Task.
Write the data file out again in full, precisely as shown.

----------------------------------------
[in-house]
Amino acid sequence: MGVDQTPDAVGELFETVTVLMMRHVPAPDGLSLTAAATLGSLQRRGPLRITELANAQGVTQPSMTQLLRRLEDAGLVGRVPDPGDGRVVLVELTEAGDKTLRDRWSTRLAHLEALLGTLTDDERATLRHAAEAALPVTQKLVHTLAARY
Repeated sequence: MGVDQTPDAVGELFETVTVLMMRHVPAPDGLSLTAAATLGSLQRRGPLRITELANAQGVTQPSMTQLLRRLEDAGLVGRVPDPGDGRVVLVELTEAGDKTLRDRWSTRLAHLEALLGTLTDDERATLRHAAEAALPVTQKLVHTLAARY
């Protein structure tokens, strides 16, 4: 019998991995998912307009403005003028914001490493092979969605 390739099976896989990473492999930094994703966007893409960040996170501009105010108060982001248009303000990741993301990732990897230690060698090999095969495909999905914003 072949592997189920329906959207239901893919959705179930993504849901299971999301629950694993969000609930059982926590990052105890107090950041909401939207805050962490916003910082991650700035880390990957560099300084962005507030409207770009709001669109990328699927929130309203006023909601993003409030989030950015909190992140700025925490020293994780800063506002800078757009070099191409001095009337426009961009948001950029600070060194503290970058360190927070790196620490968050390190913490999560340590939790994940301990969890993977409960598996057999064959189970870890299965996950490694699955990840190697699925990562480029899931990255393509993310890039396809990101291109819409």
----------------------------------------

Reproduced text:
[in-house]
Amino acid sequence: MGVDQTPDAVGELFETVTVLMMRHVPAPDGLSLTAAATLGSLQRRGPLRITELANAQGVTQPSMTQLLRRLEDAGLVGRVPDPGDGRVVLVELTEAGDKTLRDRWSTRLAHLEALLGTLTDDERATLRHAAEAALPVTQKLVHTLAARY
Repeated sequence: MGVDQTPDAVGELFETVTVLMMRHVPAPDGLSLTAAATLGSLQRRGPLRITELANAQGVTQPSMTQLLRRLEDAGLVGRVPDPGDGRVVLVELTEAGDKTLRDRWSTRLAHLEALLGTLTDDERATLRHAAEAALPVTQKLVHTLAARY
């Protein structure tokens, strides 16, 4: 019998991995998912307009403005003028914001490493092979969605 390739099976896989990473492999930094994703966007893409960040996170501009105010108060982001248009303000990741993301990732990897230690060698090999095969495909999905914003 072949592997189920329906959207239901893919959705179930993504849901299971999301629950694993969000609930059982926590990052105890107090950041909401939207805050962490916003910082991650700035880390990957560099300084962005507030409207770009709001669109990328699927929130309203006023909601993003409030989030950015909190992140700025925490020293994780800063506002800078757009070099191409001095009337426009961009948001950029600070060194503290970058360190927070790196620490968050390190913490999560340590939790994940301990969890993977409960598996057999064959189970870890299965996950490694699955990840190697699925990562480029899931990255393509993310890039396809990101291109819409």